Cloud vs. In-House Servers: What is the Best Choice?

Choosing how to run your data center is like choosing between buying and leasing a car: each has specific advantages and risks. What works for you today, might not suit your needs tomorrow, and each comes with a different cost structure. Security, control, and cost all factor into this major decision, however, it’s not always easy to compare your options. Let’s look at some factors that will help you decide whether go with a cloud service provider or in-house server options. Like many topics in technology, this one is constantly changing as new products and services become available.
Cloud service providers offer a wide array of products and services to meet the needs businesses of all sizes. They make it easy to get started and each touts their stability, scalability, and security for your business. One of the biggest advantages of going with a cloud service is the flexibility to meet your changing demands without a big investment in hardware. The cloud works well for businesses whose needs for computing and storage are constantly changing.

Pros of Cloud Servers

  • Scalability – The cloud allows you to easily and quickly add more storage, more memory, and more computing power. Adding any of this to an existing server is usually a few clicks away and can be provisioned in hours instead of days or weeks compared to utilizing your own hardware.
  • Mobile Connections – Storing data or running applications from the cloud makes it easy for employees to connect and work from anywhere without the complexities of VPNs. The cloud also makes it easy to backup all of these devices, no matter their location.
  • Security – This is a controversial topic because you’re relying on someone else to secure access to your data, but cloud service providers have the expertise to ensure you’re data is safe. Companies like Amazon, Google, and Microsoft understand their reputation is at stake.
  • Low Capital Expense – You’ll still need to purchase software licenses, but your investment in hardware is greatly reduced by moving to the cloud. This allows small companies to get up and running quickly with a large cash outlay.

Cons of Cloud Servers

  • Services Outages – Every service provider has them, even Amazon. And when they go down, so does access to your applications and data that are not stored Outages don’t happen frequently, but they cause major disruption when they do.
  • Limited by Internet Speeds – Moving large files back and forth over the internet can be a lot more time consuming than doing the thing over a fast local connection. This is the case for those working on large 4K video files.
  • Time-Consuming Data Recovery – The cloud makes it easy to backup data, but restoring large amounts of data will take a lot of time even over a fast internet connection.
Hosting your own servers in-house might sound like an old-fashioned way to run your data center, but it is still a viable option for many businesses. If you demand absolute control over your data, this is the way to go. Just understand that going this route demands a larger initial investment in hardware and IT expertise.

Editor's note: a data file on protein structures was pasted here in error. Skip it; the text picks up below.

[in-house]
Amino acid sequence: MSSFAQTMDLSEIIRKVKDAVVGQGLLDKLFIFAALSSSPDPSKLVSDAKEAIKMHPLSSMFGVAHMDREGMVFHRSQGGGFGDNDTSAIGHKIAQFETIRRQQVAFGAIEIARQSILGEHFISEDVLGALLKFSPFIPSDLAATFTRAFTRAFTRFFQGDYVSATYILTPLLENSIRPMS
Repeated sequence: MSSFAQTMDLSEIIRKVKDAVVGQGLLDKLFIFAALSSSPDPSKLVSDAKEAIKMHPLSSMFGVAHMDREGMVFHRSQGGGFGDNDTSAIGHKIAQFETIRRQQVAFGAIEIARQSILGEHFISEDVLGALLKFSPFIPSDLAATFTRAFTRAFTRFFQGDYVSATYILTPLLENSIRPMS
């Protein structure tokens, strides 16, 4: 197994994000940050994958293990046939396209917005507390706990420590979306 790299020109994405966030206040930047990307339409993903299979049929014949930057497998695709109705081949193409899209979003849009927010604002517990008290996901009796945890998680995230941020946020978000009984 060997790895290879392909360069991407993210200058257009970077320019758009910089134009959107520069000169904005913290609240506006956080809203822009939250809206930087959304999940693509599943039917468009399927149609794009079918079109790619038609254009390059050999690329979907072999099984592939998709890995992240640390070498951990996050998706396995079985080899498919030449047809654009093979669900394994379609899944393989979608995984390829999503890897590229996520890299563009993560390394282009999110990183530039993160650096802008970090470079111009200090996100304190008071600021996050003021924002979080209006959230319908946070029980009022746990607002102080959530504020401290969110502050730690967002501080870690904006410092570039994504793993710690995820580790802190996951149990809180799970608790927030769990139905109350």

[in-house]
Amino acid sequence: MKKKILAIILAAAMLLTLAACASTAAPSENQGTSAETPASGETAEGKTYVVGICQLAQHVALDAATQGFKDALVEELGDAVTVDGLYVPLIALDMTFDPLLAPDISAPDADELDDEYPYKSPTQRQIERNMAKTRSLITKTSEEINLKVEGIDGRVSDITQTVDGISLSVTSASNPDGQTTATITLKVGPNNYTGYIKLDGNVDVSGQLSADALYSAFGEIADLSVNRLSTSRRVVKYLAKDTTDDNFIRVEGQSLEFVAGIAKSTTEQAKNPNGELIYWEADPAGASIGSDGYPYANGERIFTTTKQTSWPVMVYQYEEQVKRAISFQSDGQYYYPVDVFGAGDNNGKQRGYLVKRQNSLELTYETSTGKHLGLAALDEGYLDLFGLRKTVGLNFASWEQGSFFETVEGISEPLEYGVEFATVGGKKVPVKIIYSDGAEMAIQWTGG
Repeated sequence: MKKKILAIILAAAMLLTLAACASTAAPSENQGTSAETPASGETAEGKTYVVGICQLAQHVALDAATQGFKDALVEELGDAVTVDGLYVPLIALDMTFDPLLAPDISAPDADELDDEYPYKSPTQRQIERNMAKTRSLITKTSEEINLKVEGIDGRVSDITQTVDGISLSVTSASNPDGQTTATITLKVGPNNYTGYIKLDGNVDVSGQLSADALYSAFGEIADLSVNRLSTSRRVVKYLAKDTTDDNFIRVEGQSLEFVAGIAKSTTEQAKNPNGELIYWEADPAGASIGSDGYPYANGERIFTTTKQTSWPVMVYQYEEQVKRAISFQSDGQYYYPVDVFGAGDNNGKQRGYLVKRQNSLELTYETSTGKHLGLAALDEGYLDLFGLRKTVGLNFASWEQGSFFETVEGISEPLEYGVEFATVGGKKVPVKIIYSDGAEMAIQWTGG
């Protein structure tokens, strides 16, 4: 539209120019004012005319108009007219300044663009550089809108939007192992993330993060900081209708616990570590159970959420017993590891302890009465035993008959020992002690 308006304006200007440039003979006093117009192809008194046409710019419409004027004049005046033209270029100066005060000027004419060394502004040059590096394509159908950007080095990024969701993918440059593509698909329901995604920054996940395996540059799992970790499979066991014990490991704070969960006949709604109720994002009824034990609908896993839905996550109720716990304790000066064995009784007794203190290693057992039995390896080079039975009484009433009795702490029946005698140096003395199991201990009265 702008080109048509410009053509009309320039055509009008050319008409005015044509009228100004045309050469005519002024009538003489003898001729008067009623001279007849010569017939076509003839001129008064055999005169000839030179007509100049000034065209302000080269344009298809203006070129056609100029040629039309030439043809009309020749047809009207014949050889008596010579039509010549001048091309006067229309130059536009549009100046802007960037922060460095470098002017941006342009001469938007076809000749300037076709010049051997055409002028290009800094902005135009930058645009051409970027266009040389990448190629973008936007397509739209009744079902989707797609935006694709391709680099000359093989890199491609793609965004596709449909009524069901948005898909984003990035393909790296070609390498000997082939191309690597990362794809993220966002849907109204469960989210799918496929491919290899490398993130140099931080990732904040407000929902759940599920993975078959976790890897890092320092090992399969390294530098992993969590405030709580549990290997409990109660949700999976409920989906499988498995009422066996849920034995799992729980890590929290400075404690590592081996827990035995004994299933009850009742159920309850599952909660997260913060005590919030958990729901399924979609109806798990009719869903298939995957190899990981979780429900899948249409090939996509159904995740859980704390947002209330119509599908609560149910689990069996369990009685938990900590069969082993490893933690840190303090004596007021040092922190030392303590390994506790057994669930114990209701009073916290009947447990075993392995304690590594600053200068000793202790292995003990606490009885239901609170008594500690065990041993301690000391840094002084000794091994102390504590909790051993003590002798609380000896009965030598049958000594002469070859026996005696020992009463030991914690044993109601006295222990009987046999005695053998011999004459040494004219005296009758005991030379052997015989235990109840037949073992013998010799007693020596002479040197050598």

The Pros of In-House Servers

  • Total Control – For some, the idea of giving up physical control of a server is not an option. Some environments demand immediate access to the physical server and hosting it in-house is the best option for them.
  • High Performance – HPC computing puts large demands on both the computing power and storage requirement of a server. Many workloads are processed faster and more efficiently in-house especially if your workload requires bleeding-edge hardware.
  • Compliance – Regulatory and compliance laws may not allow certain types of sensitive data (medical, government, financial) to be stored in the cloud. Cloud encryption options are opening up more options in this area, but it’s still a work in progress.

The Cons of In-House Servers

  • Up-front Investment – This can be substantial for large companies and crippling for smaller companies without an IT expert on staff. Leasing servers can help offset some of the costs, but you still need someone on the ground who can manage your data center.
  • Space Considerations – Servers take up space, require a lot of power and generate heat. Servers that run your business need a secure location, power, and cooling in order to run effectively and efficiently.
  • Security – Having your servers in-house may give you a sense of security, but it’s unlikely your staff will possess the knowledge the big companies like Google and Amazon can hire to keep the bad guys at bay. Their data centers are also incredibly secure in terms of gaining physical access to the box.


Whether you go with a solution with a cloud provider or build out your own in-house data center, there are a lot of variables to consider. One trend that’s taking place today is the deployment of hybrid servers that provide benefits found in both in-house and cloud services. For example, a hybrid cloud can determine which computing tasks to process locally and which ones to send to the cloud. Modern hybrid cloud devices know what data to maintain locally and what to back up the cloud. In many instances, the hybrid cloud delivers the best of both worlds. The use of hybrid cloud is becoming more popular. Markets & Markets predicts the hybrid cloud market will be worth nearly $100 billion by 2023. That’s massive growth from the current $45 billion we should see in 2018. StorageCraft understands the need to keep your data safe and accessible. Request a demo today to see how you can find a solution that is secure, flexible, and works for you!

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